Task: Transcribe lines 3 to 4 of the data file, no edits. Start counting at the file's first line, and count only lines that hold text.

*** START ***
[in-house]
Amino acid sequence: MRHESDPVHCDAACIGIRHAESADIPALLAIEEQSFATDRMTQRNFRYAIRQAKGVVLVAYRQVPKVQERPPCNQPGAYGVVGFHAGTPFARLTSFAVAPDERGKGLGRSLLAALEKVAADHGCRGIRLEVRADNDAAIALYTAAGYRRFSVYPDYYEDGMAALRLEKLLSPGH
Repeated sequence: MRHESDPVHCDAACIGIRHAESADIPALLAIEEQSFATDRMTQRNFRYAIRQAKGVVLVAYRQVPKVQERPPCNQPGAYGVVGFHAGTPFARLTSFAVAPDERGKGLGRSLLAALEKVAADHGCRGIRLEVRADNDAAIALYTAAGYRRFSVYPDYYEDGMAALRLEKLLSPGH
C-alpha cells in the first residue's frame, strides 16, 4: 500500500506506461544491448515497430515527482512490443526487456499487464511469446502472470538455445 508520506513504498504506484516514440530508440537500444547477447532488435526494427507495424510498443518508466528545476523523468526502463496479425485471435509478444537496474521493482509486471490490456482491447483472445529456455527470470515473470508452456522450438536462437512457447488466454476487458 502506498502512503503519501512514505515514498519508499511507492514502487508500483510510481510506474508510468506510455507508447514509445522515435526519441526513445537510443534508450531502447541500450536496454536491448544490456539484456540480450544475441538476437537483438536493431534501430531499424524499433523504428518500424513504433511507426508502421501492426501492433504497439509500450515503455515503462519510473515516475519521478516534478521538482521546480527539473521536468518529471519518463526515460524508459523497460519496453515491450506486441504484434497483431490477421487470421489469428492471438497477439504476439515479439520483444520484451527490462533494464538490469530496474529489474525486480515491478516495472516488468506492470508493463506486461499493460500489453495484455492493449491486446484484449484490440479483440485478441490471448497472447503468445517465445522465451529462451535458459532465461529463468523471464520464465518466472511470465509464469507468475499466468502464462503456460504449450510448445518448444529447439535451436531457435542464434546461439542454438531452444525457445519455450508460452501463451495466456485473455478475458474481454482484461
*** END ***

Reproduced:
Repeated sequence: MRHESDPVHCDAACIGIRHAESADIPALLAIEEQSFATDRMTQRNFRYAIRQAKGVVLVAYRQVPKVQERPPCNQPGAYGVVGFHAGTPFARLTSFAVAPDERGKGLGRSLLAALEKVAADHGCRGIRLEVRADNDAAIALYTAAGYRRFSVYPDYYEDGMAALRLEKLLSPGH
C-alpha cells in the first residue's frame, strides 16, 4: 500500500506506461544491448515497430515527482512490443526487456499487464511469446502472470538455445 508520506513504498504506484516514440530508440537500444547477447532488435526494427507495424510498443518508466528545476523523468526502463496479425485471435509478444537496474521493482509486471490490456482491447483472445529456455527470470515473470508452456522450438536462437512457447488466454476487458 502506498502512503503519501512514505515514498519508499511507492514502487508500483510510481510506474508510468506510455507508447514509445522515435526519441526513445537510443534508450531502447541500450536496454536491448544490456539484456540480450544475441538476437537483438536493431534501430531499424524499433523504428518500424513504433511507426508502421501492426501492433504497439509500450515503455515503462519510473515516475519521478516534478521538482521546480527539473521536468518529471519518463526515460524508459523497460519496453515491450506486441504484434497483431490477421487470421489469428492471438497477439504476439515479439520483444520484451527490462533494464538490469530496474529489474525486480515491478516495472516488468506492470508493463506486461499493460500489453495484455492493449491486446484484449484490440479483440485478441490471448497472447503468445517465445522465451529462451535458459532465461529463468523471464520464465518466472511470465509464469507468475499466468502464462503456460504449450510448445518448444529447439535451436531457435542464434546461439542454438531452444525457445519455450508460452501463451495466456485473455478475458474481454482484461